When reviewing the rejection of an application for union recognition in R (on the application of The Independent Workers’ Union of Great Britain) v CAC and anor, the High Court held that as the Deliveroo drivers were not in an “employment relationship” (i.e. they were neither employees nor workers) they could not rely on Article 11 of the European Convention on Human Rights which gives everyone the right to form and to join trade unions to protect their interests.
The Independent Workers Union of Great Britain submitted an application to the Central Arbitration Committee (CAC) at the end of November 2016 for recognition for collective bargaining purposes in respect of a group of Deliveroo drivers or “riders” who work in the Camden & Kentish Town zone in London.
In order to gain recognition the union first had to prove that the riders were workers as defined in section 296 of the Trade Union and Labour Relations (Consolidation) Act 1992 (TULRCA). Section 296(1) (b) states that a worker is an individual who works under a contract of employment or “under any other contract whereby he [sic] undertakes to do or perform personally any work or services for another party to the contract who is not a professional client of his”.
The CAC held (see weekly LELR 555) that the riders were not workers within the meaning of section 296 because their contract contained a substitution clause stating that they were entitled to appoint someone else to work on their behalf at any time without the company’s prior approval.
As the CAC found that the substitution right was genuine and operated in practice, it was not possible to say that the drivers undertook “to do personally any work or services for another party” as required under section 296. As such, the union could not apply for recognition on their behalf.
The union appealed by way of judicial review, arguing that the CAC had failed to address its arguments in relation to Article 11 of the European Convention, which gives everyone the right “to form and to join trade unions for the protection of his [sic] interests” without any restrictions being placed on exercising those rights except where "necessary in a democratic society… for the protection of the rights and freedoms of others".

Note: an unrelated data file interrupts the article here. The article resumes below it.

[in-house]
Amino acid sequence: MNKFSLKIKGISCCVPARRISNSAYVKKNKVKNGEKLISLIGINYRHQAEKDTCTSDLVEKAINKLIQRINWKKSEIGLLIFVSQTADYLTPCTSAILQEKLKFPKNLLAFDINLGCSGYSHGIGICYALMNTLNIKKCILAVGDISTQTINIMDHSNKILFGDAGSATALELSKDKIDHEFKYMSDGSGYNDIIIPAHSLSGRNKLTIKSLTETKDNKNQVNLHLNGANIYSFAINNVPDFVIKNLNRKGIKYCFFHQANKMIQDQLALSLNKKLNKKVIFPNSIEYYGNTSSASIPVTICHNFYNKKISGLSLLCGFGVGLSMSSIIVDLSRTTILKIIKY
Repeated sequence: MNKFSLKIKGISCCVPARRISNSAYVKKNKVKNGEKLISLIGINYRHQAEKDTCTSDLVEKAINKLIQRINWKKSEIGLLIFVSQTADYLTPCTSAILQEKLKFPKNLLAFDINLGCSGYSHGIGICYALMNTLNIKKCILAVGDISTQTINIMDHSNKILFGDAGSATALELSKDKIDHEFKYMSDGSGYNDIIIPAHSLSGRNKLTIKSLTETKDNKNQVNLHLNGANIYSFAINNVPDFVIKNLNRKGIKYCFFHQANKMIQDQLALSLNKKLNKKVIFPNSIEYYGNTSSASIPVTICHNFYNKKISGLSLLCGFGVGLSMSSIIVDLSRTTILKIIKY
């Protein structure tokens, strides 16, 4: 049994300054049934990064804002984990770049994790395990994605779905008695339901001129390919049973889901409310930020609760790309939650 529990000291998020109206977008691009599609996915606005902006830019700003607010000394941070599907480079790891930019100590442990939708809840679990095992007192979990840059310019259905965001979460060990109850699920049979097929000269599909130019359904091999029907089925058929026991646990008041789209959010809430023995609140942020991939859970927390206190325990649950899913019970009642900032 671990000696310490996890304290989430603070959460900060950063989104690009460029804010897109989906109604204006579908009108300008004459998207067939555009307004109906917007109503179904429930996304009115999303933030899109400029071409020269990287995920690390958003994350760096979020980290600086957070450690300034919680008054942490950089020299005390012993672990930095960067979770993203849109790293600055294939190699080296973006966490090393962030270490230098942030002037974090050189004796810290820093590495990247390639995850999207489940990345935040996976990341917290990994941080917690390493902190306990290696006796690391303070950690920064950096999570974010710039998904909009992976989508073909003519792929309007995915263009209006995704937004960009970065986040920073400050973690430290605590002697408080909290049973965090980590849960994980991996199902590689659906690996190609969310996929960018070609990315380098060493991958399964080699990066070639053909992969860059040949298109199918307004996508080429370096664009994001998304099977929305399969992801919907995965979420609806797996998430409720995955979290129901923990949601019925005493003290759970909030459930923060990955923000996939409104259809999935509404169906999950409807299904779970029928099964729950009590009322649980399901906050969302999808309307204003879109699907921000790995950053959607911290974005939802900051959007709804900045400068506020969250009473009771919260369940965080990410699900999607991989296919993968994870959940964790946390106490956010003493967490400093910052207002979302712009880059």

High Court decision
Dismissing the judicial review, the High Court held that although the right to bargain collectively with an employer is an essential element of Article 11, it does not follow that Article 11 confers a universal right on any trade union to be recognised in all circumstances.
Instead the right to be recognised under domestic law is defined by rules which set out “which unions should be recognised by which employers in respect of which workers and for what purposes”. In any event, as it was clear from European case law that Article 11 requires individuals to be in an employment relationship, it could not be engaged in this case as the riders were self-employed.
But even assuming that Article 11 was engaged, the Court held that restricting collective bargaining rights to workers who can show a contractual obligation of "personal performance" achieved a fair balance between competing interests. It was both rational and proportionate, it was also justified under Article 11(2) as it constituted a restriction "necessary in a democratic society… for the protection of the rights and freedoms of others".
This case is an unfortunate example of the ability of an employer to deprive a group of workers, who have very little bargaining power, of statutory rights by including a “substitution clause” in their contract. The CAC found that although only a few riders actually used a substitute, some did and, therefore the substitution clause was not a sham. The High Court concluded that it was not appropriate to exercise its powers, under the Human Rights Act, to interpret section 296 in a way which stretched the definition of “worker” to include the riders.